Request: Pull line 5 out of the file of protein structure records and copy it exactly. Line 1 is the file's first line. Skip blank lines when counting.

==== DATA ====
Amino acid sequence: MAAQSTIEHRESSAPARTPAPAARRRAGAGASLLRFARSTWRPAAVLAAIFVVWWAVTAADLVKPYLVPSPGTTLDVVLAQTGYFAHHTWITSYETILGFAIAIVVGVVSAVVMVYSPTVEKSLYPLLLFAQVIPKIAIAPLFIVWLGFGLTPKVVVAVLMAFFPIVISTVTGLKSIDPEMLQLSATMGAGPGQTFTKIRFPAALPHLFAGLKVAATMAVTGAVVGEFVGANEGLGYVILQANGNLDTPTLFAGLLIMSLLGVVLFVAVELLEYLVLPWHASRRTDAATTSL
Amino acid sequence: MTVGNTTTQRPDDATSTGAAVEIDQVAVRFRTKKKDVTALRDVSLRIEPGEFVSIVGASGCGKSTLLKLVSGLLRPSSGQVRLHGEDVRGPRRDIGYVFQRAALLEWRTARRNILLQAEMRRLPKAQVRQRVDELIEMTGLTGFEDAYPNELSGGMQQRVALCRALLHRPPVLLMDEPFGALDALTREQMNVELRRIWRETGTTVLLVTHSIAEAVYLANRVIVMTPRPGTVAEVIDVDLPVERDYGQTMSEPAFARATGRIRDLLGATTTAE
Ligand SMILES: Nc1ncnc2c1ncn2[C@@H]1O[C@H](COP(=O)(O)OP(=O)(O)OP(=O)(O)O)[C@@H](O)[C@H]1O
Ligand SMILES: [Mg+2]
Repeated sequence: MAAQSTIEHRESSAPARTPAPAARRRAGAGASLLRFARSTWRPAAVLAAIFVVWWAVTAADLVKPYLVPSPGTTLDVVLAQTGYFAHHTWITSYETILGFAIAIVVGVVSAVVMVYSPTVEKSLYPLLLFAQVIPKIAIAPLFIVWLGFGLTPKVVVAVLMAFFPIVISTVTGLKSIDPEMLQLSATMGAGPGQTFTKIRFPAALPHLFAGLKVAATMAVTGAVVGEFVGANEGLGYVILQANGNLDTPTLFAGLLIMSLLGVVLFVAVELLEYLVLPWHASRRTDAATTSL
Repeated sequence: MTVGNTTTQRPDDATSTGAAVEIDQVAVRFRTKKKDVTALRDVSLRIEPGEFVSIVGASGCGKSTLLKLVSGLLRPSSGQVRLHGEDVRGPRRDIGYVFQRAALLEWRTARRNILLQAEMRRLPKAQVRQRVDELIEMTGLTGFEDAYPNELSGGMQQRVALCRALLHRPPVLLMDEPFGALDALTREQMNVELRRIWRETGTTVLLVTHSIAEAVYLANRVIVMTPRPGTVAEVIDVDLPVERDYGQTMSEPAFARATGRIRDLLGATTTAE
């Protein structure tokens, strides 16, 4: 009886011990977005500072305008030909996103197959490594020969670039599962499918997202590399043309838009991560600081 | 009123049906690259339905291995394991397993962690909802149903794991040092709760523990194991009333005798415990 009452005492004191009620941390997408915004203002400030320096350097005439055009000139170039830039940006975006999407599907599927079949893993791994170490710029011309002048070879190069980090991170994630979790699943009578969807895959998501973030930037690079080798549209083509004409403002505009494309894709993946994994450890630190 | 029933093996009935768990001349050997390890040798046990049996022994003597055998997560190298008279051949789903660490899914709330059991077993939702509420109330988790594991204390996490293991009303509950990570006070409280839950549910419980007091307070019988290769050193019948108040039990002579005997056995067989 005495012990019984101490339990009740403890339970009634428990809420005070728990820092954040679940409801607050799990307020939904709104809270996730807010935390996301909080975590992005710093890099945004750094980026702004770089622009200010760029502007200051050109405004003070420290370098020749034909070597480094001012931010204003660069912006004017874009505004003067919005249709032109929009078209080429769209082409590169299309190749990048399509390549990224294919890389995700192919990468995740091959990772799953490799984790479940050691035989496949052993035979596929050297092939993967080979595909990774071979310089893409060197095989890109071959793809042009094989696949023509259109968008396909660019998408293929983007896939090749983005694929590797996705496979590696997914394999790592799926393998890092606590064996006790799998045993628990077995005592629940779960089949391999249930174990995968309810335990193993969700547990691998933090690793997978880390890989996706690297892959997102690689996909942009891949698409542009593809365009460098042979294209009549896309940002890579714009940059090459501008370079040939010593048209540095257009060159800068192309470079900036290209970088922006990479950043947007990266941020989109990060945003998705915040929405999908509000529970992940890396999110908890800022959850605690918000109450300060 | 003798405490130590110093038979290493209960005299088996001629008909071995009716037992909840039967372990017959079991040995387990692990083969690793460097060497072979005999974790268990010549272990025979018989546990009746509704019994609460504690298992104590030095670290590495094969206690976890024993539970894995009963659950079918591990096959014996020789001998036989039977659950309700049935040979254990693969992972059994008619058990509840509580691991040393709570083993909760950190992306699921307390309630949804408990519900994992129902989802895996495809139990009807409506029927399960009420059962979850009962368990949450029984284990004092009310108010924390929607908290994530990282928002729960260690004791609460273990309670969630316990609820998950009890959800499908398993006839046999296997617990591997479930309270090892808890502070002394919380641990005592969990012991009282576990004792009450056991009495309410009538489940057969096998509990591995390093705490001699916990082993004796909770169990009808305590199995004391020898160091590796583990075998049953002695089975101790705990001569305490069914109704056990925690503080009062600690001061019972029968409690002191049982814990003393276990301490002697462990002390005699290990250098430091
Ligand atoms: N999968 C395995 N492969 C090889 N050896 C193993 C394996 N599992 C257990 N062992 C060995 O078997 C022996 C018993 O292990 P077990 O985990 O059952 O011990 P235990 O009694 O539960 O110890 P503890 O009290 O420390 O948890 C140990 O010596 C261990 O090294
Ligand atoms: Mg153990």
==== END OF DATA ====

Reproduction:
Repeated sequence: MAAQSTIEHRESSAPARTPAPAARRRAGAGASLLRFARSTWRPAAVLAAIFVVWWAVTAADLVKPYLVPSPGTTLDVVLAQTGYFAHHTWITSYETILGFAIAIVVGVVSAVVMVYSPTVEKSLYPLLLFAQVIPKIAIAPLFIVWLGFGLTPKVVVAVLMAFFPIVISTVTGLKSIDPEMLQLSATMGAGPGQTFTKIRFPAALPHLFAGLKVAATMAVTGAVVGEFVGANEGLGYVILQANGNLDTPTLFAGLLIMSLLGVVLFVAVELLEYLVLPWHASRRTDAATTSL